Interactions between biological systems and artificial materials have been intensely studied over the last several decades by an interdisciplinary group of scientists combining expertise in (surface) chemistry, physics, and biology [1 and refs. therein]. Nowhere are the limitations of our understanding of the underlying mechanisms more apparent than in the case of vascular implants that interact with blood and other surrounding tissues. Examples of such implants include stents, grafts, mechanical heart valves, and ventricular assist devices (VADs). Millions of stents are implanted in patients annually world-wide; hundreds of thousands of heart valves; thousands of VADs. All of them cause life-threatening thrombotic and inflammatory complications that are managed by clinicians pharmacologically through systemic administration of anticoagulation and/or antiplatelet therapies (ACT/APT) based on drugs such as warfarin, aspirin, clopidogrel, prasugrel, etc. Alarmingly, thrombotic and inflammatory complications persist in patients on ACT/APT, while their systemic administration brings the danger of hemorrhagic complications necessitating close patient monitoring. With the prevalence of cardiovascular diseases on the rise and the aging of the population, the problem is only poised to become more severe, and the need for a solution—more acute [2, 3, 4, 5, 6].
Failure to produce a hemocompatible material for vascular implants, or to offer a reliable protocol for in vitro predictive material hemocompatibility testing, is well-recognized and has been widely discussed in the literature [2, 3, 4, 6]. Over the last several decades, it led to the diminishing interest of clinicians and funding agencies in the material hemocompatibility research.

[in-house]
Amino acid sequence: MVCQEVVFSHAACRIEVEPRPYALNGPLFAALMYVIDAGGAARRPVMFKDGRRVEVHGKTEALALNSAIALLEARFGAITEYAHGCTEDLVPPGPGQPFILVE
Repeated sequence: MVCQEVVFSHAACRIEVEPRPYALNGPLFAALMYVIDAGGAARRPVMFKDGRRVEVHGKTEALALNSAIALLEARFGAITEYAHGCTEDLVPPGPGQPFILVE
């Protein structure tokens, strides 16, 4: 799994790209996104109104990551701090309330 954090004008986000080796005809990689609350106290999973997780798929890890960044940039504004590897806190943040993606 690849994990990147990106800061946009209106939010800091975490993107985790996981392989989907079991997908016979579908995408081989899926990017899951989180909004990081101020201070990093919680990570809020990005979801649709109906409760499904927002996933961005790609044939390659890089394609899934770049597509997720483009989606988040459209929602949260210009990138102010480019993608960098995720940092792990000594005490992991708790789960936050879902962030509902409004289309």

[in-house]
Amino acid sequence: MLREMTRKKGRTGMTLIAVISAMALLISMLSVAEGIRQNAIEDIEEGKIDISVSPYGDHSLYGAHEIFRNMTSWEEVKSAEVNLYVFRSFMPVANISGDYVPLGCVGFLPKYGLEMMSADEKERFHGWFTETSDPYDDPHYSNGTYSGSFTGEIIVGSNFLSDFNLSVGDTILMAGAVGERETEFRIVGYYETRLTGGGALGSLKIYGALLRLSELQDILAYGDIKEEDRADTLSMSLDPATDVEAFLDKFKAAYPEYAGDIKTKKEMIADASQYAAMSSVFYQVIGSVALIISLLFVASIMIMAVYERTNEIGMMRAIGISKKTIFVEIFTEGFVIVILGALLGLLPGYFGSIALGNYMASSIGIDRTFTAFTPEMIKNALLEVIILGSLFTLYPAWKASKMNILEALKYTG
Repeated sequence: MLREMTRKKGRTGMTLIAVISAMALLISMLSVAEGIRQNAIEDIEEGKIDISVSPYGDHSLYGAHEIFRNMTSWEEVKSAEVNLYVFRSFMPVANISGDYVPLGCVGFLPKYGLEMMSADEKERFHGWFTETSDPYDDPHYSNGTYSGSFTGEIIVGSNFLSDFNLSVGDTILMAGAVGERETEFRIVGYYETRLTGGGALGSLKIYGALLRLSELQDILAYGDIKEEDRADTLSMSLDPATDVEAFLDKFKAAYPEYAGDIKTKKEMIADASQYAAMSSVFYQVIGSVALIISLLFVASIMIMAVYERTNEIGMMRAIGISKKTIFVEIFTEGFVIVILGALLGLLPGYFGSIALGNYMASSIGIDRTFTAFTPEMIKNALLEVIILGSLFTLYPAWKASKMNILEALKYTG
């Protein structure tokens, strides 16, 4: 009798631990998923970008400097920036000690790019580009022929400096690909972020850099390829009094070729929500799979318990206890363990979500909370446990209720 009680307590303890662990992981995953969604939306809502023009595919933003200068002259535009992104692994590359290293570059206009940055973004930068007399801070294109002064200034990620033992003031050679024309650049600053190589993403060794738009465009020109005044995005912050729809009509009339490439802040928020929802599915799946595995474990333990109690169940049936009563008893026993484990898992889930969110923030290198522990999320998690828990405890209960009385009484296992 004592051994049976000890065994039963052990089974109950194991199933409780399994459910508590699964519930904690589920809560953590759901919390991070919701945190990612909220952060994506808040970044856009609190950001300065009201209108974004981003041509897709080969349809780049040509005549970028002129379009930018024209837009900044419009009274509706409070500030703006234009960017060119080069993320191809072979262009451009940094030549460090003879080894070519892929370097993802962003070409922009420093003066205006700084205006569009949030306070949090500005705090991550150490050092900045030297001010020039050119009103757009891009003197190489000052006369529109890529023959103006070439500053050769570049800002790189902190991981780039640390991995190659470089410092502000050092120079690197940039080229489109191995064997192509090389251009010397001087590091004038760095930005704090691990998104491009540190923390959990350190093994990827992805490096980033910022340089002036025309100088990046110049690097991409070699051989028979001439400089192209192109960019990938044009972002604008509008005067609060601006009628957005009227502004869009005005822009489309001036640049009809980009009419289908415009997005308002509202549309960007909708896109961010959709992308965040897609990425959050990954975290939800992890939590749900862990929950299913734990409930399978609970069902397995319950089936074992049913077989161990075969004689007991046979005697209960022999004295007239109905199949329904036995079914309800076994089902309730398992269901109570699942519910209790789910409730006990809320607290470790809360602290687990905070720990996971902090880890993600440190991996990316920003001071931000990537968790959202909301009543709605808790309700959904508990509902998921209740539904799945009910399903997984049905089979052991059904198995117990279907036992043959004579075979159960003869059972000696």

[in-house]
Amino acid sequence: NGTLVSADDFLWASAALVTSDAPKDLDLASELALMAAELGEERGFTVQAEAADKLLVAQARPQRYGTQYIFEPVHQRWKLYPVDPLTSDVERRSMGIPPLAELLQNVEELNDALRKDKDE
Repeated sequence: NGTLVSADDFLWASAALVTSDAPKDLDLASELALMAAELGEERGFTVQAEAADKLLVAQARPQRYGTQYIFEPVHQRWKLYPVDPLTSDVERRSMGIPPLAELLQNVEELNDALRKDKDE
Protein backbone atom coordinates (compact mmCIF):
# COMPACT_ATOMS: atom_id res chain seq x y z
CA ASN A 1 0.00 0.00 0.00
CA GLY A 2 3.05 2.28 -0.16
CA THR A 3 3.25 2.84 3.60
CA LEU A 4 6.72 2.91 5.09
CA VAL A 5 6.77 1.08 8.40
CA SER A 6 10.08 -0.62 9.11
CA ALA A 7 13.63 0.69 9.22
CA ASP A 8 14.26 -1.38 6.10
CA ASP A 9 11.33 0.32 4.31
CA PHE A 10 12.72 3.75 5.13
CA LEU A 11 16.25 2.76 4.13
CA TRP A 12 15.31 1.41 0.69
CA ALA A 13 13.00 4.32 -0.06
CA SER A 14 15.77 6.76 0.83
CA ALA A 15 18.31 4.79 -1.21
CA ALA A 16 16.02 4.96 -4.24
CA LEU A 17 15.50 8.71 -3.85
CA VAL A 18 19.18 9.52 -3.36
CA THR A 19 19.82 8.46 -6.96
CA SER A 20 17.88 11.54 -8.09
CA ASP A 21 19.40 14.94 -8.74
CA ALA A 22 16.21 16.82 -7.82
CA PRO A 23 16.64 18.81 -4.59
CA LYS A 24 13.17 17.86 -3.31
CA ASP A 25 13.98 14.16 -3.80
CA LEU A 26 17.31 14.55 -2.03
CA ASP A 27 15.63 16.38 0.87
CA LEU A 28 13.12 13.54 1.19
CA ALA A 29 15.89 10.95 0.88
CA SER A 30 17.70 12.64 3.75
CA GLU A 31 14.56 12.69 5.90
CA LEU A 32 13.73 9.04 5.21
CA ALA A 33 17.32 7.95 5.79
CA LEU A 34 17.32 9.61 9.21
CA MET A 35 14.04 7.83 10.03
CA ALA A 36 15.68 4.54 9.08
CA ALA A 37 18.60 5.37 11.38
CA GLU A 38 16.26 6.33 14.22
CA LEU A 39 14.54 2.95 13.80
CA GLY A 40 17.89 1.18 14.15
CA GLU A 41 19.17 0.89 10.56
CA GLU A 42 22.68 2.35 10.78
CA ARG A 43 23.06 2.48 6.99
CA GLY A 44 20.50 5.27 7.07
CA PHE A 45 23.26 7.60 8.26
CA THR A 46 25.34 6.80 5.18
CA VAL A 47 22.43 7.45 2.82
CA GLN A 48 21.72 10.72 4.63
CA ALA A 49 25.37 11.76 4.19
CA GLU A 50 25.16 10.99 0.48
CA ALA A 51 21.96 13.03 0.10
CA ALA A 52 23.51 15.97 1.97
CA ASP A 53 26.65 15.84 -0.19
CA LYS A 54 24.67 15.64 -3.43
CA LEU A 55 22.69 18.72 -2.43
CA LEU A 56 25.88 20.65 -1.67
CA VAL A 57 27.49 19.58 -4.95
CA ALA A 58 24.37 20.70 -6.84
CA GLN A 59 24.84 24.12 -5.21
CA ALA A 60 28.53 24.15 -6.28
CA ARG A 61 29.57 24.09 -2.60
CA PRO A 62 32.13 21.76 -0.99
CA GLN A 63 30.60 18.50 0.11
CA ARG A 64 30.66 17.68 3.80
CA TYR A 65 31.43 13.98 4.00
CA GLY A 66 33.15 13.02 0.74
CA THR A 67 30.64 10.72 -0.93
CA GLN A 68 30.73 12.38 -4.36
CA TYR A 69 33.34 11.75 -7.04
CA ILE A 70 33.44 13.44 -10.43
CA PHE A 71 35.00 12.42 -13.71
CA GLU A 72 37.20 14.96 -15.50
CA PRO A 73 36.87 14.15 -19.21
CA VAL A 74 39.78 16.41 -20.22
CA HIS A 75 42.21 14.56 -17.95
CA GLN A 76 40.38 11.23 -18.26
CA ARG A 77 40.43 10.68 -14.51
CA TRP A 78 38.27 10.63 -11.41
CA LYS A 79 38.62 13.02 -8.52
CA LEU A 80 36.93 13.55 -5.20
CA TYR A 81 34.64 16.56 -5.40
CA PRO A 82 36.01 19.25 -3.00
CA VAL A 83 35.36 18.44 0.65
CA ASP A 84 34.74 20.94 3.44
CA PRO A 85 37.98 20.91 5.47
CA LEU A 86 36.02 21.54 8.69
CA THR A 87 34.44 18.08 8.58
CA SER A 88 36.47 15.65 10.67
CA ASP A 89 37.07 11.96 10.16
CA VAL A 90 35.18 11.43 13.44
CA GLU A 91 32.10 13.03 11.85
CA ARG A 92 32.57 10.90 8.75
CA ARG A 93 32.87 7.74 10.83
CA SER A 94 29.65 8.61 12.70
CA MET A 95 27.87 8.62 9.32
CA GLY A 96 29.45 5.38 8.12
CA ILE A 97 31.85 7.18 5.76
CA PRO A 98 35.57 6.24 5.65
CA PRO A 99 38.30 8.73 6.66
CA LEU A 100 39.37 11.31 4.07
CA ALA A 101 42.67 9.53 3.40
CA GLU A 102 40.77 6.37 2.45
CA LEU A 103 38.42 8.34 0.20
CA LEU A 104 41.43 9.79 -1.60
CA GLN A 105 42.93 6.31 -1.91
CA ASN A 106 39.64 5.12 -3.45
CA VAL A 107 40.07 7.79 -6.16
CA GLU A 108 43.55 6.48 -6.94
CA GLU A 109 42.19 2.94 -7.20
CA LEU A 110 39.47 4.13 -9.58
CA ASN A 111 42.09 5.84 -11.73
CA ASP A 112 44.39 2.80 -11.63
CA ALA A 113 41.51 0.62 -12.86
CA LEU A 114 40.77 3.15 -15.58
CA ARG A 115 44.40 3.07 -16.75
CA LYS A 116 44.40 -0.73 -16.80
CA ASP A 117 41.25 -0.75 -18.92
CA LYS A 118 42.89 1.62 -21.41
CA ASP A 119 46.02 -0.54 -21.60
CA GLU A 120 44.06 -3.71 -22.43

Recent years have seen significant advances in the understanding of coagulation, thrombosis, and platelet functions; interactions between hemostatic and inflammatory cascades and the role these interactions play in the adverse reactions to materials; and the role of platelets in non-hemostatic, regenerative processes. These advances allow the examination of the material hemocompatibility problem in a new light and open new avenues of investigation. This prompted several of us to organize a series of blood-biomaterial interaction conferences with the goal of bringing together clinical, academic, and industrial researchers working on the problem and reinvigorating the material hemocompatibility field. Their focus is on understanding the underlying mechanisms as the means to further advances. The first one took place in 2014 in Frejus, France. The second meeting in the series, 2017 Bloodsurf, took place in Clemson, SC, USA in September 2017 with IUPAC program support in New Directions in Chemistry. A sequel is planned for 2020. In this report, we briefly summarize key aspects of the 2017 meeting. Details can be found in the recent Opinion paper based on the meeting  and the earlier review .
The key highlights of the 2017 meeting include presentations by the clinicians, Eugene Langan (Greenville Health System, SC, USA) and Lawrence “Skip” Brass (University of Pennsylvania, USA). The former set the stage by drawing attention to the problems with the existing arterial grafts in patients who receive ACT/APT and articulating the unmet clinical needs. The latter presented clinical cases of patients with hyper- and hypocoagulable states, highlighting the difficulties encountered by clinicians needing to introduce devices (catheters) into such patients as a part of the treatment, and discussed recent developments in the clot topology and regulation of platelet activity in the forming clot.
Interactions between coagulation, inflammation, and complement systems, introduced by Maud Gorbet (University of Waterloo, Canada), formed a strong theme throughout the conference. There is recognition that while platelets are the key players in response to the materials, they are not the whole story.